Page:Myth, Ritual, and Religion (Volume 1).djvu/59

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the savage donnée, the civilised and poetic modification of the savage donnée, the version of the original fable which survives in popular tales and in the "sacred chapters" of local priesthoods. A critical study of these three stages in myth is in accordance with the recognised practice of science. Indeed, the whole system is only an application to this particular province, mythology, of the method by which the development either of organisms or of human institutions is traced. As the anomalies and apparently useless and accidental features in the human or in other animal organisms may be explained as stunted or rudimentary survivals of organs useful in a previous stage of life, so the anomalous and irrational myths of civilised races may be explained as survivals of stories which, in an earlier state of thought and knowledge, seemed natural enough. The persistence of the myths after their significance had become obsolete is accounted for by the well-known conservatism of the religious sentiment—a conservatism noticed even by Eusebius. "In later days, when they became ashamed of the religious beliefs of their ancestors, they invented private and respectful interpretations, each to suit himself. For no one dared to shake the ancestral beliefs, as they honoured at a very high rate the sacredness and antiquity of old associations, and of the teaching they had received in childhood."[1]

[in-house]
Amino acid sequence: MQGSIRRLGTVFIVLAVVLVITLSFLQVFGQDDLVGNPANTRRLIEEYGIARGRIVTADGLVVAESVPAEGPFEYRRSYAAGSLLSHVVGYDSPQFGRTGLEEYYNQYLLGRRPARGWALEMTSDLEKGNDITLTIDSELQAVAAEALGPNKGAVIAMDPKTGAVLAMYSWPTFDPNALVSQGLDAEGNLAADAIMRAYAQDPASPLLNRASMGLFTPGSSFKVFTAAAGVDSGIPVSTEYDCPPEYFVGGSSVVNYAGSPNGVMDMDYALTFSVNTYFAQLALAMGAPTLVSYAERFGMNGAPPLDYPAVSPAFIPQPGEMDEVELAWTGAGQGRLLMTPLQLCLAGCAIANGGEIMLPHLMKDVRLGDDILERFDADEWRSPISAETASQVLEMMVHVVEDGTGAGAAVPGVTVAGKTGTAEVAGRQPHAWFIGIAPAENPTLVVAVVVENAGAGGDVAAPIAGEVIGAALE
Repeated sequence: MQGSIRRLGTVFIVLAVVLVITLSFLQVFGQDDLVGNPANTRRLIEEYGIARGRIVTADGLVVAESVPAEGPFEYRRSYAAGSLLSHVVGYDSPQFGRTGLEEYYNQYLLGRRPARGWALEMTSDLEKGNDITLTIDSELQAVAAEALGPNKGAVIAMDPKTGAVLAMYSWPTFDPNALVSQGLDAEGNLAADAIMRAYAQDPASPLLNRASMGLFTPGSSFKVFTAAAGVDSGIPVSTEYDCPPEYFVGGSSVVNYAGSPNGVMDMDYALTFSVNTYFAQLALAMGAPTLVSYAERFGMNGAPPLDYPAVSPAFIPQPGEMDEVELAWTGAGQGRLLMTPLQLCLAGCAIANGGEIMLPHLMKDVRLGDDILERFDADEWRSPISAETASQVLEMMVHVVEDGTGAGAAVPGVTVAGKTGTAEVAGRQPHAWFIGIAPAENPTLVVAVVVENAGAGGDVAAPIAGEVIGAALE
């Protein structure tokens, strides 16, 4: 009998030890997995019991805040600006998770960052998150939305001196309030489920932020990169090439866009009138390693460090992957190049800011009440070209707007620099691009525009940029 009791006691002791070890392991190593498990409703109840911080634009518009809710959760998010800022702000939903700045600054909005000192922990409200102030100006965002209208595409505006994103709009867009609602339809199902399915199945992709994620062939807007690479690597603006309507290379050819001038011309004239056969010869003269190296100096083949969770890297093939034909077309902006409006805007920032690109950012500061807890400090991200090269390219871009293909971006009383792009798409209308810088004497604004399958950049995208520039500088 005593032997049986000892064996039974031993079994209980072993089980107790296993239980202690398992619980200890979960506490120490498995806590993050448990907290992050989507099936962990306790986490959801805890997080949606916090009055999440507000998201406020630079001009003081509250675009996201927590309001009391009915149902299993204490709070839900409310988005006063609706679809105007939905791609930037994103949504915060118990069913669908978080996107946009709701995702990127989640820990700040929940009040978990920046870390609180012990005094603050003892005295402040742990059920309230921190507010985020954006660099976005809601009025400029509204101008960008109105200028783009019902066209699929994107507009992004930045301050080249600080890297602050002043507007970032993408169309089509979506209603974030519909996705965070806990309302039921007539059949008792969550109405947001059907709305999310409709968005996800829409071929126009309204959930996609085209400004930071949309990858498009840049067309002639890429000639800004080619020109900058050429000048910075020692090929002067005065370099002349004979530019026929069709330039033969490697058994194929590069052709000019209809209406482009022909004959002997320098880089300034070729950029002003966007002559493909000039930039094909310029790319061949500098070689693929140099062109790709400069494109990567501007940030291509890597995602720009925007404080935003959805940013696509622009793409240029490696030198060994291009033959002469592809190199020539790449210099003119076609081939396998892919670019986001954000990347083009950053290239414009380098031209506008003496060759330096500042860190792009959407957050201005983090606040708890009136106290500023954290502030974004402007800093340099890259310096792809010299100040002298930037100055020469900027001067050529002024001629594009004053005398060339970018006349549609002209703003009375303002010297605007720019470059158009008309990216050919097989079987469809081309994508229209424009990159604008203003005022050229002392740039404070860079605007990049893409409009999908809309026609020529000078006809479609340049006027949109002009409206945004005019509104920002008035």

Thus the method which we propose to employ is in harmony both with modern scientific procedure and the views of a clear-sighted Father of the Church.

  1. Præp. E., ii. 6, 19.